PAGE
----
The strange spectacle of the Tory right opposing a Nato war

The shadow defence secretary was given a rough ride by his backbenchers, angry at supine leadership
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FOR THE end of jingoism, give thanks. It was one emotion almost eerily absent during yesterday's six-hour debate in the House of Commons on Kosovo. The gruesome armchair bellicosity that pervaded the Falklands debates in 1982, and to a lesser extent those on the Gulf war a decade later, would have seemed altogether out of place. And rightly so. This is a dangerous adventure, its outcome uncertain and its risks all too visible.

It, and the two other parliamentary occasions on which Kosovo was discussed this week, were nevertheless instructive in other ways. If you doubt the changes wrought by the end of the Cold War, consider some of the political oddities: Lord Healey and Tony Benn, those old adversaries, united against the Labour leadership. A centre-left government unashamedly sanctioning military action, with a Tory right adamantly opposed - so much so that on Wednesday night the shadow Defence Secretary was given a markedly rough ride by some Conservative backbenchers, angry that the front bench had been too supine in its support of Tony Blair.

There are, roughly speaking, three strands of opinion within Westminster and they do not have that much to do with party loyalties.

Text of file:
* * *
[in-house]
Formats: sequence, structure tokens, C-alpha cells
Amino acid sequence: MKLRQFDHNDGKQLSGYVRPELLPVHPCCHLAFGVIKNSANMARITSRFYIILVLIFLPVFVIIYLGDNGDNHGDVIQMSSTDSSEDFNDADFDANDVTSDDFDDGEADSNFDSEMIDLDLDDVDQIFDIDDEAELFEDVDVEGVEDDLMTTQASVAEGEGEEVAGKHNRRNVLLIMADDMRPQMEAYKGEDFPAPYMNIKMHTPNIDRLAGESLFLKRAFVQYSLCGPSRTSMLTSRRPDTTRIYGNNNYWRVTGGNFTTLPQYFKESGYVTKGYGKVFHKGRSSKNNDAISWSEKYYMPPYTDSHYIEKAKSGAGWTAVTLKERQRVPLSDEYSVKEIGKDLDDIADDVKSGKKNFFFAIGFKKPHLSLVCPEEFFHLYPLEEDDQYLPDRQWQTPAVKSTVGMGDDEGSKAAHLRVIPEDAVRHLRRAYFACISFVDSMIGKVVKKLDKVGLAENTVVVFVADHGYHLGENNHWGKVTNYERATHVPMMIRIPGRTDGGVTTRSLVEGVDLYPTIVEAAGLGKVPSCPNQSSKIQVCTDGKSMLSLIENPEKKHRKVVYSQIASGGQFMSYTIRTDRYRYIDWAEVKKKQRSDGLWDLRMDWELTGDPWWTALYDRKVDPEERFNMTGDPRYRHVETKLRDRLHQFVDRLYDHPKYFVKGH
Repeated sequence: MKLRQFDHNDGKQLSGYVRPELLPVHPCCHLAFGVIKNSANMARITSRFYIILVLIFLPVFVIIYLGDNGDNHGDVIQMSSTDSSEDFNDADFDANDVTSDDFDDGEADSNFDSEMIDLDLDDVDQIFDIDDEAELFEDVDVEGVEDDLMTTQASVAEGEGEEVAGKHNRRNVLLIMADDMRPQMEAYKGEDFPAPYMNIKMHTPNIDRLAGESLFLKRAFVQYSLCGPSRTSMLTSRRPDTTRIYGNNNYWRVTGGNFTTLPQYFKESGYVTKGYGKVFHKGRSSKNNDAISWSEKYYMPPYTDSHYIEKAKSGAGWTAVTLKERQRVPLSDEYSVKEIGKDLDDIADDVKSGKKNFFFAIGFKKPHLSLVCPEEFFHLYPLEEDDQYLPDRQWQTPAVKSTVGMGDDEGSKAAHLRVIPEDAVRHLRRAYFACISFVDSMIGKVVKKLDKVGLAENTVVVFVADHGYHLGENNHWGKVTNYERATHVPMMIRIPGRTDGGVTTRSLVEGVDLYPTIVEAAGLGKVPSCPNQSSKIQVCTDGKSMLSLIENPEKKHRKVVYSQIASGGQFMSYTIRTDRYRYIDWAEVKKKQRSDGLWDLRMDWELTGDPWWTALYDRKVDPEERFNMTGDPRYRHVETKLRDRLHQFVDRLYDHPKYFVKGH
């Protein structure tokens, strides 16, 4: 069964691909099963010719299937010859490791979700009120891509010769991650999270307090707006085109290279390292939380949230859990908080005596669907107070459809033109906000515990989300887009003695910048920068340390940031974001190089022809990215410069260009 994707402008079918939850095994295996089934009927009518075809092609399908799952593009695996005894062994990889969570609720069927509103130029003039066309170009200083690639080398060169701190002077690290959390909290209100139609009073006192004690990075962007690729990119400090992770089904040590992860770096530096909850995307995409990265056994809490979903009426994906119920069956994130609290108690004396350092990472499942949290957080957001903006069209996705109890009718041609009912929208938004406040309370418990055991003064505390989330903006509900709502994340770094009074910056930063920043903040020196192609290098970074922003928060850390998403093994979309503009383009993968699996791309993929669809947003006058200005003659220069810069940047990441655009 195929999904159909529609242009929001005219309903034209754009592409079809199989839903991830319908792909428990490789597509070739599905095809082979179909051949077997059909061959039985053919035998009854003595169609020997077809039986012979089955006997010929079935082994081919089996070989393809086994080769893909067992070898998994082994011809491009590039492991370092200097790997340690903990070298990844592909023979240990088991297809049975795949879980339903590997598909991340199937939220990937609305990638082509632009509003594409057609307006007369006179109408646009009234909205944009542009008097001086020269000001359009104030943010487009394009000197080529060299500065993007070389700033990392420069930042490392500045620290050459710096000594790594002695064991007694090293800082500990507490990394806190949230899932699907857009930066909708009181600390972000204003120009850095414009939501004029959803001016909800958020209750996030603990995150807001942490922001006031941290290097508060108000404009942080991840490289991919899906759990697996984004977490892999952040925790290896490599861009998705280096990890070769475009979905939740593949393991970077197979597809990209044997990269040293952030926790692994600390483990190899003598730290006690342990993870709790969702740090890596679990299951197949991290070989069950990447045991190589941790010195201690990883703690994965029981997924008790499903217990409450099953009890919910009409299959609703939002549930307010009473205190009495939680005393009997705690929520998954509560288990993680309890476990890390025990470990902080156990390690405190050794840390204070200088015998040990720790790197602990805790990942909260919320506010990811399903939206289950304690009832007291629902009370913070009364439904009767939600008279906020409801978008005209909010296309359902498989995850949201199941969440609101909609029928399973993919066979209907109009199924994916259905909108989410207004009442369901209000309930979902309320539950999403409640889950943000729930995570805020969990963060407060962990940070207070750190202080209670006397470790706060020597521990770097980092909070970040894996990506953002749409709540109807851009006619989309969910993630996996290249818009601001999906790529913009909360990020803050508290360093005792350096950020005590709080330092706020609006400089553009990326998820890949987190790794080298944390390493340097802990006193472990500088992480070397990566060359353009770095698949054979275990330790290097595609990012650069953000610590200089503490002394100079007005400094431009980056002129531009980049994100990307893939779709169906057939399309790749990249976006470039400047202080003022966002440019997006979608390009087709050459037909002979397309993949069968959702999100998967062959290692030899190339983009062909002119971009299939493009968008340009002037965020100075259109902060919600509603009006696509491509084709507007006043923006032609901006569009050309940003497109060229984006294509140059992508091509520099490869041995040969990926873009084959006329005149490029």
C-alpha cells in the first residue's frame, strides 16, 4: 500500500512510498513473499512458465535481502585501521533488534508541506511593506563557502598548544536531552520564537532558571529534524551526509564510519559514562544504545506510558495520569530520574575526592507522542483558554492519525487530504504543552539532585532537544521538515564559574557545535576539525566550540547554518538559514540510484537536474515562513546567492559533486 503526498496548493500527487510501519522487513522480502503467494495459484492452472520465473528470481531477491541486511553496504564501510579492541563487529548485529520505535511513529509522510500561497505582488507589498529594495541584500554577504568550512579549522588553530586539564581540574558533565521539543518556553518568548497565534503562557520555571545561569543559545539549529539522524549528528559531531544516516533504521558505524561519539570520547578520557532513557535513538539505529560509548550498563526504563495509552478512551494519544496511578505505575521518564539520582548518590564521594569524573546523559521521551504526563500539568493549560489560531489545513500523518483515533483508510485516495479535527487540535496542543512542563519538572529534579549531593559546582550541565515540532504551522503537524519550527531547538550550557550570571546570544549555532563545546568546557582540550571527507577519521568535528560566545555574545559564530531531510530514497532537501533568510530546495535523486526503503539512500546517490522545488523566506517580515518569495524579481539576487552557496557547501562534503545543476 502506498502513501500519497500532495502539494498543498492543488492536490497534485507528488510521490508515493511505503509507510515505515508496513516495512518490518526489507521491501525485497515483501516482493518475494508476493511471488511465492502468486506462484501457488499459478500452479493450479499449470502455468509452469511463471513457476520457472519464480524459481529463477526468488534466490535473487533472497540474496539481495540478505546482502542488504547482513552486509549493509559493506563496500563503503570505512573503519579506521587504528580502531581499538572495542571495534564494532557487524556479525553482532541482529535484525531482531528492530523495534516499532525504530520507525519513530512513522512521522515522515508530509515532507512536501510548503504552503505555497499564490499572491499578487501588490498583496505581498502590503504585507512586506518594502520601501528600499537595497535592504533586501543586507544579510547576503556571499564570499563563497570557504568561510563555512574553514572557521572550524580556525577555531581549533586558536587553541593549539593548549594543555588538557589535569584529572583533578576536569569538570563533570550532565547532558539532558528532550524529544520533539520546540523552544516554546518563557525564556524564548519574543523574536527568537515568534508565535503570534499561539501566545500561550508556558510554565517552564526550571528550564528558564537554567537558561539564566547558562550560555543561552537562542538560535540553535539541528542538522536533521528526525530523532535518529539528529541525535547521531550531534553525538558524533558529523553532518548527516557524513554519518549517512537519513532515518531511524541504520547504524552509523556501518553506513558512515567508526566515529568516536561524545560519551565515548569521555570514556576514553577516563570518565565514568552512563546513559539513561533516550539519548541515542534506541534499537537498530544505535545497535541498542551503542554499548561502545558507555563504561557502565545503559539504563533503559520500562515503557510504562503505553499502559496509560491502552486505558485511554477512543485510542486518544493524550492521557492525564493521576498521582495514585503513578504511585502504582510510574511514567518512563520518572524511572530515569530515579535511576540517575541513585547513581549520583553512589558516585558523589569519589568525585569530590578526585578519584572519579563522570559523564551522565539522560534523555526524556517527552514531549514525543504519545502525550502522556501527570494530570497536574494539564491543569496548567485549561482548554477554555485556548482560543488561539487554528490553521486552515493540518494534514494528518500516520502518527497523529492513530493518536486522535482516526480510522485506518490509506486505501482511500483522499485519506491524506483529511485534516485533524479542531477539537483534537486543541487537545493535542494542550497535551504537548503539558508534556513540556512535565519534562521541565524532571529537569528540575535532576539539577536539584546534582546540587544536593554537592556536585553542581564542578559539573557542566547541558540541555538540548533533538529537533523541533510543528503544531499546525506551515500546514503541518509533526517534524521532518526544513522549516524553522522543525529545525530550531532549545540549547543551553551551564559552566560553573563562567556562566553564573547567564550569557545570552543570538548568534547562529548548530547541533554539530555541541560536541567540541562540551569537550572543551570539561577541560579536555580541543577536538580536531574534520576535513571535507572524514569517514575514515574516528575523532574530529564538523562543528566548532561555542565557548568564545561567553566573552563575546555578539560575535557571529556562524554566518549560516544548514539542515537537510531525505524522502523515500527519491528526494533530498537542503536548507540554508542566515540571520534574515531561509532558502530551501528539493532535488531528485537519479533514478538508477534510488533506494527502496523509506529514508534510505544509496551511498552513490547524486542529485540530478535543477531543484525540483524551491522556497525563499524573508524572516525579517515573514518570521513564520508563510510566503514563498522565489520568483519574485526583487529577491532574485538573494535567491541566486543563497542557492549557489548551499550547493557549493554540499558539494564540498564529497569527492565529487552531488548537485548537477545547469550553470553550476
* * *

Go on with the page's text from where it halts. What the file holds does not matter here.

There are those, first, who simply support the Government. Secondly there are those, like Tony Benn - who turned out one of his most powerful performances in the commons yesterday - Lord Healey, and much of the Tory right wing, who are against any action at all. And, thirdly there are those who believe that it cannot succeed without the use of ground troops.

Those in support, however reluctantly, are certainly the largest group. One of the mysteries about the Government's reluctance to stage formal set-piece votes on its military engagements is that it would be sure of a large majority. The fact that there would be a significantly dissenting minority is no more than proof of the contrast between a mature democracy and the quasi-dictatorship against which it is now engaged.

It would be a mistake to deride the anti-war forces in parliament. There are grave and rational doubts - including even some in the interstices of Whitehall - about the consequences of Nato's move into uncharted territory. The signals emerging from Belgrade are confusing; but it may even be that Milosevic regards the bombing as being helpful to him in shoring up his domestic support.

The regime in Montenegro, a part of the Federal Republic of Yugoslavia but openly opposed to Milosevic, will be put under severe stress if Nato continues to attack military installations, perhaps with attendant civilian casualties, inside its territory. And the danger of further destabilising secessions, including in Bosnia, becomes correspondingly greater if the inevitable consequence of a successful Nato operation is, as some officials now acknowledge it may yet be, the independent Kosovo that, formally, the allies have hitherto opposed.

Ministers were careful yesterday to stress that halting the slaughter in Kosovo, with a credible reduction of Serbian forces there, was the objective of the current campaign. This follows careful consultations with its law officers over the limits of what the Government can justify under international law.